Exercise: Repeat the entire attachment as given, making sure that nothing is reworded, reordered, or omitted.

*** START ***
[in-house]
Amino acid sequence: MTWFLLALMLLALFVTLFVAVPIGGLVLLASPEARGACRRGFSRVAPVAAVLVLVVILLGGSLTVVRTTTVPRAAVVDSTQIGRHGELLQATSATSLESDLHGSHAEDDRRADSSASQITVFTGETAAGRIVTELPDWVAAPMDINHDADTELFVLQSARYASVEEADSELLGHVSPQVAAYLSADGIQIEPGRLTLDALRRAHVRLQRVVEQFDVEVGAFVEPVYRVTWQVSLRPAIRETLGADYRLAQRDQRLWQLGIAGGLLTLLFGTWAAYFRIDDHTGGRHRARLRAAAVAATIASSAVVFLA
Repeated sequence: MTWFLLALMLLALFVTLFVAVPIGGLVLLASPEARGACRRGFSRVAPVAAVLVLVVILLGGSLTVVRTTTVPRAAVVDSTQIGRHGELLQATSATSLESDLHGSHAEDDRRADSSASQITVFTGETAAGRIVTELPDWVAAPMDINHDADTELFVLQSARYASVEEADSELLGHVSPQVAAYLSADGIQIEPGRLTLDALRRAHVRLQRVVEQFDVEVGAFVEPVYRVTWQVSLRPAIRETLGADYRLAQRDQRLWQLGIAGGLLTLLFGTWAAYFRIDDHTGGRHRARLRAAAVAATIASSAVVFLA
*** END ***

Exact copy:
[in-house]
Amino acid sequence: MTWFLLALMLLALFVTLFVAVPIGGLVLLASPEARGACRRGFSRVAPVAAVLVLVVILLGGSLTVVRTTTVPRAAVVDSTQIGRHGELLQATSATSLESDLHGSHAEDDRRADSSASQITVFTGETAAGRIVTELPDWVAAPMDINHDADTELFVLQSARYASVEEADSELLGHVSPQVAAYLSADGIQIEPGRLTLDALRRAHVRLQRVVEQFDVEVGAFVEPVYRVTWQVSLRPAIRETLGADYRLAQRDQRLWQLGIAGGLLTLLFGTWAAYFRIDDHTGGRHRARLRAAAVAATIASSAVVFLA
Repeated sequence: MTWFLLALMLLALFVTLFVAVPIGGLVLLASPEARGACRRGFSRVAPVAAVLVLVVILLGGSLTVVRTTTVPRAAVVDSTQIGRHGELLQATSATSLESDLHGSHAEDDRRADSSASQITVFTGETAAGRIVTELPDWVAAPMDINHDADTELFVLQSARYASVEEADSELLGHVSPQVAAYLSADGIQIEPGRLTLDALRRAHVRLQRVVEQFDVEVGAFVEPVYRVTWQVSLRPAIRETLGADYRLAQRDQRLWQLGIAGGLLTLLFGTWAAYFRIDDHTGGRHRARLRAAAVAATIASSAVVFLA